Following the termination of the calibration cycle, the programmer 71 causes purge valve 63 and exhaust valve 58 to open to purge manifold 49 of any propellant remaining from the calibration cycle. This purge step lasts about three seconds. It will be remembered that test chamber 24 has already been purged, evacuated and has begun its accumulation step during which any leak from aerosol container 20 will accumulate within the first test chamber 24. After an accumulation period of about 19.5 seconds, the programmer 71 opens air solenoid valve 38 to permit pressurized clean air (carrier gas) to rush in from source 33 and co-mingle and equilibrate with any leakage gas within the first test chamber 24. This co-mingling and equilibration period lasts for about 1.5 seconds whereupon the programmer 71 starts the test cycle for the first test chamber 24 (i.e. for aerosol container 20) by opening test solenoid valve 53 and actuating three-way solenoid valve 60 to its test position connecting lines 59 and 67. Since air valve 38 is already open, the fixed volume of carrier gas and propellant (should a leak be present) is caused to pass through the probe 68 of sensing device 69 by displacement, as in the case of the calibration test cycle.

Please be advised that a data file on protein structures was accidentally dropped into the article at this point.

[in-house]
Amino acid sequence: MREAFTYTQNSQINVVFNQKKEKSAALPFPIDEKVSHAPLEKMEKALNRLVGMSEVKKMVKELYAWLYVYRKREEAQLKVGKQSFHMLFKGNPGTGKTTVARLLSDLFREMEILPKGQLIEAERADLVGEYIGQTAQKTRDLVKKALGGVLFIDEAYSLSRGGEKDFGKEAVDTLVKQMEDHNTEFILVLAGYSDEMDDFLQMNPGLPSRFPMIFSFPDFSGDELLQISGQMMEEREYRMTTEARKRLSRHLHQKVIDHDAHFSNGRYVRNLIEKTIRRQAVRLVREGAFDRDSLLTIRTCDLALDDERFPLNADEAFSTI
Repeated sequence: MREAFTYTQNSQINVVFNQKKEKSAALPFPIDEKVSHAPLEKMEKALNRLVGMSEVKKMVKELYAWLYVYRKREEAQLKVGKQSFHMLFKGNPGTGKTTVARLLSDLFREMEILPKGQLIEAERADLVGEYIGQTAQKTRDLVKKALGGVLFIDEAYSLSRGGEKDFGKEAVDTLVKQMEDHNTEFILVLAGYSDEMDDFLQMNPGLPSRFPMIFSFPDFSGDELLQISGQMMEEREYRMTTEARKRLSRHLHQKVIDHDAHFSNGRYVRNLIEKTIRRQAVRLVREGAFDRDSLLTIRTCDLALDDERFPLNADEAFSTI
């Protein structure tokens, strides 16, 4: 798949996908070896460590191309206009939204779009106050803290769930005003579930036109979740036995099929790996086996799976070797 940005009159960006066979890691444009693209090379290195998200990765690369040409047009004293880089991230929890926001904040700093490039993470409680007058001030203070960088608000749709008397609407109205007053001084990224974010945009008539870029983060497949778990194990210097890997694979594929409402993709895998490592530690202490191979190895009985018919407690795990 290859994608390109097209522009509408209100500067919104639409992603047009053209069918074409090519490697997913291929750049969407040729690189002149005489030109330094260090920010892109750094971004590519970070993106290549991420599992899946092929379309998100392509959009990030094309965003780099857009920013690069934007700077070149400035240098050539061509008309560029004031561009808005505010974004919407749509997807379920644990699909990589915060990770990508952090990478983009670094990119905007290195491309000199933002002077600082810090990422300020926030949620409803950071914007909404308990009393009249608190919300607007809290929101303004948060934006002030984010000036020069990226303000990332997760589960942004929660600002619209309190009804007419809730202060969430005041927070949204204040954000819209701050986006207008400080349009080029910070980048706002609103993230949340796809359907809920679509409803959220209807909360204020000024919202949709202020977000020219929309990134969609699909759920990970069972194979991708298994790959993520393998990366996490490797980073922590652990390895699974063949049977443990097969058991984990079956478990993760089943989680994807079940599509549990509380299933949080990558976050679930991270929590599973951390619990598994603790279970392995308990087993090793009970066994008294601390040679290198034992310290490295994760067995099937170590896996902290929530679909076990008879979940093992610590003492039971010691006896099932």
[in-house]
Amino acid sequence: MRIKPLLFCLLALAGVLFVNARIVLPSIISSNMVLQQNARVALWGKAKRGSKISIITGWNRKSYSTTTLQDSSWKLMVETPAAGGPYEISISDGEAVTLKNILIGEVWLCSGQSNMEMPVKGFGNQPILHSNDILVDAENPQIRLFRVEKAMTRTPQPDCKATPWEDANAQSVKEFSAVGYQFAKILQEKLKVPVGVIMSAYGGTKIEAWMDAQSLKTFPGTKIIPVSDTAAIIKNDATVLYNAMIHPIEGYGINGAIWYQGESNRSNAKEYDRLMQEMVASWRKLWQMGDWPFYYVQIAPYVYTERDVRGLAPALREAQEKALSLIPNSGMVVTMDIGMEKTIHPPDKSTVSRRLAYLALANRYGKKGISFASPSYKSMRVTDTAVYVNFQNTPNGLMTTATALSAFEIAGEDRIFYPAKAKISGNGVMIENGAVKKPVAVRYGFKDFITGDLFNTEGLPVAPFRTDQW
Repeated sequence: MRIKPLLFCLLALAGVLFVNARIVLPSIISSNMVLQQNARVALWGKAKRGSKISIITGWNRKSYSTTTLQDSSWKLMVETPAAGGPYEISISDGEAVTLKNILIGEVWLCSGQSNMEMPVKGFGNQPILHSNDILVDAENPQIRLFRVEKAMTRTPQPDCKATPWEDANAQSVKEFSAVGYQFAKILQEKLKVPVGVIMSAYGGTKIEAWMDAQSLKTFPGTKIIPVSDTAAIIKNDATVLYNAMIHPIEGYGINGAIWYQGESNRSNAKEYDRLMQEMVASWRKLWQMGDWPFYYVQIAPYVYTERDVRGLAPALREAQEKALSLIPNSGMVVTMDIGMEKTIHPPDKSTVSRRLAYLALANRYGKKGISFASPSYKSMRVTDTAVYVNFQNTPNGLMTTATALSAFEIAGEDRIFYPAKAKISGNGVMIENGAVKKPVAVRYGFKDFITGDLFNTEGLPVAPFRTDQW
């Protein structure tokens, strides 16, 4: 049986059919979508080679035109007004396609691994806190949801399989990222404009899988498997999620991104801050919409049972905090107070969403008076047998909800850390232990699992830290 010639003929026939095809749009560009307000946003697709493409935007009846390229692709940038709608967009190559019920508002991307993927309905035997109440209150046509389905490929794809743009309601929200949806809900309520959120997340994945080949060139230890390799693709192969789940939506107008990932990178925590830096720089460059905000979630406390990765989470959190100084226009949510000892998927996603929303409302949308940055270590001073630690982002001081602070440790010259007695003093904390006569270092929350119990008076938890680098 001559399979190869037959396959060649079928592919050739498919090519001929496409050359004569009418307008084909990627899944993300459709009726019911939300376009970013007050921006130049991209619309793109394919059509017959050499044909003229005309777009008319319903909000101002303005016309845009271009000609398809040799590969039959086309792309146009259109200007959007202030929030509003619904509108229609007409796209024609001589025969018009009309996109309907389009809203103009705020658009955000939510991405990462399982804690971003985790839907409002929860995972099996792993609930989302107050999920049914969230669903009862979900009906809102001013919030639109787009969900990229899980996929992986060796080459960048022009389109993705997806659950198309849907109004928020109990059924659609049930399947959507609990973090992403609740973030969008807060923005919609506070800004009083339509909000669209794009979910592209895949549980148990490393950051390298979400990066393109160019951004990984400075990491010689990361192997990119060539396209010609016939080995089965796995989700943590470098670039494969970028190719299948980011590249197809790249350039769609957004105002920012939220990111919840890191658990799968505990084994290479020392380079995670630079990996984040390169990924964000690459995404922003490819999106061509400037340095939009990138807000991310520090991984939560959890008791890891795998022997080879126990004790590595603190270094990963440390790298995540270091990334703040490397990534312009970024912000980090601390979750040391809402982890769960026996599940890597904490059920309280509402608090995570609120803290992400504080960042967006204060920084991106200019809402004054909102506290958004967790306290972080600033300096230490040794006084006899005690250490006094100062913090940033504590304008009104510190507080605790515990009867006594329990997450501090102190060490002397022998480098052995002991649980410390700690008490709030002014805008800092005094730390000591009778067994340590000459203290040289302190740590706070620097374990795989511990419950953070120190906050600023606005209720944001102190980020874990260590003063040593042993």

Through the agency of programmer 71, the signal from the sensing device 69 will be transferred to input 78 of the test subtractor circuit 73 wherein the zero sample or clean air signal from the zero sample and hold circuit 72 is subtracted from the signal from the sensing device 69. As a consequence, the output signal at 82 of the test subtractor circuit 73 represents the leak value signal for aerosol container 20.
Programmer 71 causes the output signal of test subtractor 73 to pass to the input 67 of test comparator 86. The test comparator 86 also receives a signal from the peak detect and hold circuit 96 via input 100. The test comparator output 87 will set the test 1 memory circuit 89 should the output from test subtractor circuit 73 exceed the output of peak detect and hold circuit 96. Should this occur, it means that aerosol container 20 has a leak of an unacceptably high value and the light 89a of test 1 memory circuit 89 will go on. If the test subtractor circuit output is less than the peak detect and hold output, test 1 memory circuit 89 will not be set by the output of test comparator 86 and light 89a will not go on, indicating that aerosol container 20 has no leak or has a sufficiently slow leak rate to be within acceptable limits.